Flameproofing baby products, early tectonics, the future of tomatoes and more in this week's news

Early plate tectonics

Slivers of ancient rock may show that plate tectonics, the movement of large chunks of crust that is a defining feature of Earth’s surface today, has been happening for at least 3.7 billion years. Researchers in England, Australia and China say they’ve identified intact pieces of the Earth’s mantle in the ancient, highly squished rocks of southern Greenland. If so, the slivers must have come from one early crustal plate diving beneath another, scraping up pieces of the deeper Earth, the team writes in a paper appearing May 24 in Geology. —Alexandra Witze

Tomatoes: CO2 is galling

As concentrations of carbon dioxide rise, certain plants may lose more battles with pests, Chinese scientists report in the May 24 PLoS One. Researchers grew tomatoes at concentrations of carbon dioxide representing current levels (390 parts per million) and at those predicted to exist near the end of the century (780 ppm). When exposed to tiny nematodes, which are common soil parasites, tomatoes breathing the elevated carbon dioxide suffered most. They developed more tumorlike galls in their roots than did plants at current carbon dioxide levels and produced fewer flavonoids and other antioxidant compounds. The researchers linked this greater parasite damage to the reduced activity of genes managing certain plant defense compounds. —Janet Raloff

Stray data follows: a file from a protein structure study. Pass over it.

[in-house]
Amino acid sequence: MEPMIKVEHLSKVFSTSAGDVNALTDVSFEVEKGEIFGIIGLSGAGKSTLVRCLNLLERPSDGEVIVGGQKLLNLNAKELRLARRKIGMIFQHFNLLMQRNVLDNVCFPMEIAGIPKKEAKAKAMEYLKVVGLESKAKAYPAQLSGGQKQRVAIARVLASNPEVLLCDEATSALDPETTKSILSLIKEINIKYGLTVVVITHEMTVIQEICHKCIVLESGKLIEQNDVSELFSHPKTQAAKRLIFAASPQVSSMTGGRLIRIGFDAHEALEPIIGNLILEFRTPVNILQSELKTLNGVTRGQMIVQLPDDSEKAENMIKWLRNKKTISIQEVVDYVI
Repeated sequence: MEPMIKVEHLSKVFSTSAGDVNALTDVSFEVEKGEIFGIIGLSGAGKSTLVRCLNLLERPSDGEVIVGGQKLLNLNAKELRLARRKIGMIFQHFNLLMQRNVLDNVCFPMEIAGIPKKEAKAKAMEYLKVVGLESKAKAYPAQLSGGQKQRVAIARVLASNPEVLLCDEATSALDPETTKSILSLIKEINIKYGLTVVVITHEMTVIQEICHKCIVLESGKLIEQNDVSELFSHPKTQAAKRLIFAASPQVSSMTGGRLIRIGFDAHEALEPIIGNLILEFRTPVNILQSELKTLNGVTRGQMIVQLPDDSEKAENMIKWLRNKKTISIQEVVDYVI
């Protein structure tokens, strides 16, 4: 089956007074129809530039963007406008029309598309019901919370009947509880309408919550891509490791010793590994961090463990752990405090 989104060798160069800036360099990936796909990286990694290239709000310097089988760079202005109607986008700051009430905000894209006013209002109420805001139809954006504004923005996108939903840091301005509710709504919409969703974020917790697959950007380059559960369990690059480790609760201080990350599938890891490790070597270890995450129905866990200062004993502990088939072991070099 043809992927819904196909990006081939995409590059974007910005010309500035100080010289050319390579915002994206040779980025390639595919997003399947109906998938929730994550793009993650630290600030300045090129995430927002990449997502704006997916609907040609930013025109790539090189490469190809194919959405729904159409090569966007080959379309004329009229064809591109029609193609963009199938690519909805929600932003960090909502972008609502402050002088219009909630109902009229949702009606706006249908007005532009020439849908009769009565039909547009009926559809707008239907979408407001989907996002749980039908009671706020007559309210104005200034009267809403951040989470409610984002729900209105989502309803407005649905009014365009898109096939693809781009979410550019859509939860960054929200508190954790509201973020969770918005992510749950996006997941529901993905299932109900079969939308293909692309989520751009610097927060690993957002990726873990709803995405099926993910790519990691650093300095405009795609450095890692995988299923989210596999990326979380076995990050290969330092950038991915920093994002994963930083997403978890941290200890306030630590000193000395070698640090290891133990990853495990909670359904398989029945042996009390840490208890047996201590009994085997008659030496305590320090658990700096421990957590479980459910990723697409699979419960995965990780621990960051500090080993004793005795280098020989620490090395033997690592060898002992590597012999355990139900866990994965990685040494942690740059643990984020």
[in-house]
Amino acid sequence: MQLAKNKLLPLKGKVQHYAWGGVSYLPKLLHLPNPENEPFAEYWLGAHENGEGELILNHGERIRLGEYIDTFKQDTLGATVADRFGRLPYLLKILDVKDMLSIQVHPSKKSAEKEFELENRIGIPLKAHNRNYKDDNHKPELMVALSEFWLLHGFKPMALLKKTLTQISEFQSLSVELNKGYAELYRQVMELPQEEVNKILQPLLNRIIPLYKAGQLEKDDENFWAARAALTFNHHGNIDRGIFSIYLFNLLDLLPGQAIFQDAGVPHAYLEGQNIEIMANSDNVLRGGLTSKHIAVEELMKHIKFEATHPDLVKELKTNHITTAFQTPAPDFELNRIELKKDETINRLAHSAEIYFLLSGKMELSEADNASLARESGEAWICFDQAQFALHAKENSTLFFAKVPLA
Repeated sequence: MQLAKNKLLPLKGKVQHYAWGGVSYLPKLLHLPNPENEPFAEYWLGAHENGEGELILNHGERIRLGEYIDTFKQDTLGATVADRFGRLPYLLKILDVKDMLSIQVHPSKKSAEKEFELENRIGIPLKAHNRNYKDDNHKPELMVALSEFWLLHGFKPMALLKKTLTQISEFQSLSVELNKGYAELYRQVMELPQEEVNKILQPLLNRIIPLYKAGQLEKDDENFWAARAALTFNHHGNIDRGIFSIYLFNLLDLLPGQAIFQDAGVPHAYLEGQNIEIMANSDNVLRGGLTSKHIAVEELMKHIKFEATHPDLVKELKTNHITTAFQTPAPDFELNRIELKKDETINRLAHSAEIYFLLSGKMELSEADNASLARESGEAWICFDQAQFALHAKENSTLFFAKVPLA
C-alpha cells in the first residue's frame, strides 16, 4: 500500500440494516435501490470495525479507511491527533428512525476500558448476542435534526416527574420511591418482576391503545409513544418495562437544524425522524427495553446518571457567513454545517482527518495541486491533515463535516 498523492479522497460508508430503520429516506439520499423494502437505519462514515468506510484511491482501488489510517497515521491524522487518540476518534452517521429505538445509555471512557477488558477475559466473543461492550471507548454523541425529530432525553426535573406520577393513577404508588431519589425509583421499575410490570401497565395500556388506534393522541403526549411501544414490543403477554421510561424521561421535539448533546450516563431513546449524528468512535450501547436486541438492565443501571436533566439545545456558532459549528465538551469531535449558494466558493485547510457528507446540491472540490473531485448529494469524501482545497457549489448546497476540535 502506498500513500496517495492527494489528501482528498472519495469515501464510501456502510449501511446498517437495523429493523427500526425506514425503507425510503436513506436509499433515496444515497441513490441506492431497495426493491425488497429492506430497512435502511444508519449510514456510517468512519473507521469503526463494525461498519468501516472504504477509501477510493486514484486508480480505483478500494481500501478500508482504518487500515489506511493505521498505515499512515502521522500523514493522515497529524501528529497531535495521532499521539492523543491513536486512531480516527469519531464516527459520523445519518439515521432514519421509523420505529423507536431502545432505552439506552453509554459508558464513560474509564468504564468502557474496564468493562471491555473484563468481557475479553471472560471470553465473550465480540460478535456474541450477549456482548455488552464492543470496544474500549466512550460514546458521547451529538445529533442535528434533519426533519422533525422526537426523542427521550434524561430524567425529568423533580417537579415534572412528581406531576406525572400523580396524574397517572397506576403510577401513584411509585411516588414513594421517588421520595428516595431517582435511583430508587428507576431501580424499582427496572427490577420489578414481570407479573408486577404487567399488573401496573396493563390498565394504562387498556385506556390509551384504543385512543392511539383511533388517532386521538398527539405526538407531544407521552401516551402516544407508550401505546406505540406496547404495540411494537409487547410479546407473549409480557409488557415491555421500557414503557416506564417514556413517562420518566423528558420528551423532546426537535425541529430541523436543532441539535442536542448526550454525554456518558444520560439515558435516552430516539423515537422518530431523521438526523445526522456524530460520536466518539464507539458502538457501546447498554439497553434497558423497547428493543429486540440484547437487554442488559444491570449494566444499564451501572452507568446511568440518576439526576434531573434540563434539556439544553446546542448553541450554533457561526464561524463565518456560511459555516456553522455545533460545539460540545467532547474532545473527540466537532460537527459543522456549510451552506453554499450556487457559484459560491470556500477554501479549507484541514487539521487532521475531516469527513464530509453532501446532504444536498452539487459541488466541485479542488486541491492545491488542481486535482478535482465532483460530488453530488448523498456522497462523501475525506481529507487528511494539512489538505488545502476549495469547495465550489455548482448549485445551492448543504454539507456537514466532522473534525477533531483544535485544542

Babies face high flame-retardant exposures

Eighty percent of baby products containing polyurethane foam are treated with flame retardant chemicals, a U.S. team of chemists finds. After testing 101 common products, they calculate that babies’ exposure to TDCPP, the flame retardant that turned up most, would be higher than adults encounter — and “higher than acceptable daily intake levels of TDCPP set by the Consumer Product Safety Commission.” The testing found five products still in use that had been treated with a flame retardant that has since been banned: decabrominated diphenyl ether, the scientists reported May 18 in Environmental Science & Technology. And two products contained organophosphate flame retardants never before reported in the environment or commercial products. —Janet Raloff

China’s pollution cuts downstream rains

Industrial growth in China since the early 1980s has darkened its skies with plenty of pollutant particles. A team of U.S. researchers now reports that satellite data show the concentrations of tiny aerosol particles climbed some 40 percent throughout that period over the Shanghai-Nanjing and Jinan industrial regions. Downwind rains over the East China Sea, meanwhile, diminished by one-third over the same period, they report May 10 in Geophysical Research Letters. The scientists say that learning why pollution had this effect might suggest weather impacts of possible geoengineering tactics, like seeding skies with particles to slow global warming. —Janet Raloff

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